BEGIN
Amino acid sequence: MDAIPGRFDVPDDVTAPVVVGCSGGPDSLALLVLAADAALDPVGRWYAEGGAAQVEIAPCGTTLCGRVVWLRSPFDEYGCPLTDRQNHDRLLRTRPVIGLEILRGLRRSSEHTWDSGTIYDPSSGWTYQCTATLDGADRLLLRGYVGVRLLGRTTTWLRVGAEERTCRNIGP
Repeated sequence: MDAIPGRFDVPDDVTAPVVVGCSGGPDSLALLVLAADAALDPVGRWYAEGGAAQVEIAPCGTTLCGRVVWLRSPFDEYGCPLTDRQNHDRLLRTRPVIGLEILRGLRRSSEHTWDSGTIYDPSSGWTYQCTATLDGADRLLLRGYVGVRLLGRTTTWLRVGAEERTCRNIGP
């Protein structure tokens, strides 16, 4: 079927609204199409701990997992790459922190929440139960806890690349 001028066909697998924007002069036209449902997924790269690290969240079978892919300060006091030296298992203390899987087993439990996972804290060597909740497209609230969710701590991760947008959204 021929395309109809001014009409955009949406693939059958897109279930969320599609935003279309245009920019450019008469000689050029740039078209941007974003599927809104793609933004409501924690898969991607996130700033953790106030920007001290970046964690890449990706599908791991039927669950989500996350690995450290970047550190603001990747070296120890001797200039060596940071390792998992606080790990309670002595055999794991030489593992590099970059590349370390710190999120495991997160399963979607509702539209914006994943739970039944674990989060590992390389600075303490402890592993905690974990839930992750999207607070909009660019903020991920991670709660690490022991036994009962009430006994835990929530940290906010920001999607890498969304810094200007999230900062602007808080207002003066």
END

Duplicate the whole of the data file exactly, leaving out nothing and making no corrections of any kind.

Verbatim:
Amino acid sequence: MDAIPGRFDVPDDVTAPVVVGCSGGPDSLALLVLAADAALDPVGRWYAEGGAAQVEIAPCGTTLCGRVVWLRSPFDEYGCPLTDRQNHDRLLRTRPVIGLEILRGLRRSSEHTWDSGTIYDPSSGWTYQCTATLDGADRLLLRGYVGVRLLGRTTTWLRVGAEERTCRNIGP
Repeated sequence: MDAIPGRFDVPDDVTAPVVVGCSGGPDSLALLVLAADAALDPVGRWYAEGGAAQVEIAPCGTTLCGRVVWLRSPFDEYGCPLTDRQNHDRLLRTRPVIGLEILRGLRRSSEHTWDSGTIYDPSSGWTYQCTATLDGADRLLLRGYVGVRLLGRTTTWLRVGAEERTCRNIGP
């Protein structure tokens, strides 16, 4: 079927609204199409701990997992790459922190929440139960806890690349 001028066909697998924007002069036209449902997924790269690290969240079978892919300060006091030296298992203390899987087993439990996972804290060597909740497209609230969710701590991760947008959204 021929395309109809001014009409955009949406693939059958897109279930969320599609935003279309245009920019450019008469000689050029740039078209941007974003599927809104793609933004409501924690898969991607996130700033953790106030920007001290970046964690890449990706599908791991039927669950989500996350690995450290970047550190603001990747070296120890001797200039060596940071390792998992606080790990309670002595055999794991030489593992590099970059590349370390710190999120495991997160399963979607509702539209914006994943739970039944674990989060590992390389600075303490402890592993905690974990839930992750999207607070909009660019903020991920991670709660690490022991036994009962009430006994835990929530940290906010920001999607890498969304810094200007999230900062602007808080207002003066």